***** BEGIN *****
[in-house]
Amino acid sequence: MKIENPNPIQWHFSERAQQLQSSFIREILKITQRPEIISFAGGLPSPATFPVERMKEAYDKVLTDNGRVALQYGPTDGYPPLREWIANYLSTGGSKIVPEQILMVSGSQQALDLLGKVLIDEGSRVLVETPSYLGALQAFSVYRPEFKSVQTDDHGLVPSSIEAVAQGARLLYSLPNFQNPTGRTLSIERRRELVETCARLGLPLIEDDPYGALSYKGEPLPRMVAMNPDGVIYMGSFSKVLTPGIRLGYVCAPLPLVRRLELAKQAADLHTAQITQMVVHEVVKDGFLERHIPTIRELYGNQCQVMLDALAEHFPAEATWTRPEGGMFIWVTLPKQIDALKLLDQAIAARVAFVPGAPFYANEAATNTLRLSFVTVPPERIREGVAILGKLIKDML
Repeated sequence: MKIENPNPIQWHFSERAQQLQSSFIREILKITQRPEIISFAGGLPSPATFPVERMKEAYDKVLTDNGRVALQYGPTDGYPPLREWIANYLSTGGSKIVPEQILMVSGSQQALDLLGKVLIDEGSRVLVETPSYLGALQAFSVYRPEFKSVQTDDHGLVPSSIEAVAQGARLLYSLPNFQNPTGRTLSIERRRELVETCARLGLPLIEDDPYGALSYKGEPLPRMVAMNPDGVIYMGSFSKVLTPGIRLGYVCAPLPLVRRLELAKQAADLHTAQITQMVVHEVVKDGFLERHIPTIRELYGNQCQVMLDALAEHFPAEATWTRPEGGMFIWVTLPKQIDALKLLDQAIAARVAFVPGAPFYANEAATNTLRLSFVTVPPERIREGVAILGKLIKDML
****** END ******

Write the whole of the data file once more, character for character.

[in-house]
Amino acid sequence: MKIENPNPIQWHFSERAQQLQSSFIREILKITQRPEIISFAGGLPSPATFPVERMKEAYDKVLTDNGRVALQYGPTDGYPPLREWIANYLSTGGSKIVPEQILMVSGSQQALDLLGKVLIDEGSRVLVETPSYLGALQAFSVYRPEFKSVQTDDHGLVPSSIEAVAQGARLLYSLPNFQNPTGRTLSIERRRELVETCARLGLPLIEDDPYGALSYKGEPLPRMVAMNPDGVIYMGSFSKVLTPGIRLGYVCAPLPLVRRLELAKQAADLHTAQITQMVVHEVVKDGFLERHIPTIRELYGNQCQVMLDALAEHFPAEATWTRPEGGMFIWVTLPKQIDALKLLDQAIAARVAFVPGAPFYANEAATNTLRLSFVTVPPERIREGVAILGKLIKDML
Repeated sequence: MKIENPNPIQWHFSERAQQLQSSFIREILKITQRPEIISFAGGLPSPATFPVERMKEAYDKVLTDNGRVALQYGPTDGYPPLREWIANYLSTGGSKIVPEQILMVSGSQQALDLLGKVLIDEGSRVLVETPSYLGALQAFSVYRPEFKSVQTDDHGLVPSSIEAVAQGARLLYSLPNFQNPTGRTLSIERRRELVETCARLGLPLIEDDPYGALSYKGEPLPRMVAMNPDGVIYMGSFSKVLTPGIRLGYVCAPLPLVRRLELAKQAADLHTAQITQMVVHEVVKDGFLERHIPTIRELYGNQCQVMLDALAEHFPAEATWTRPEGGMFIWVTLPKQIDALKLLDQAIAARVAFVPGAPFYANEAATNTLRLSFVTVPPERIREGVAILGKLIKDML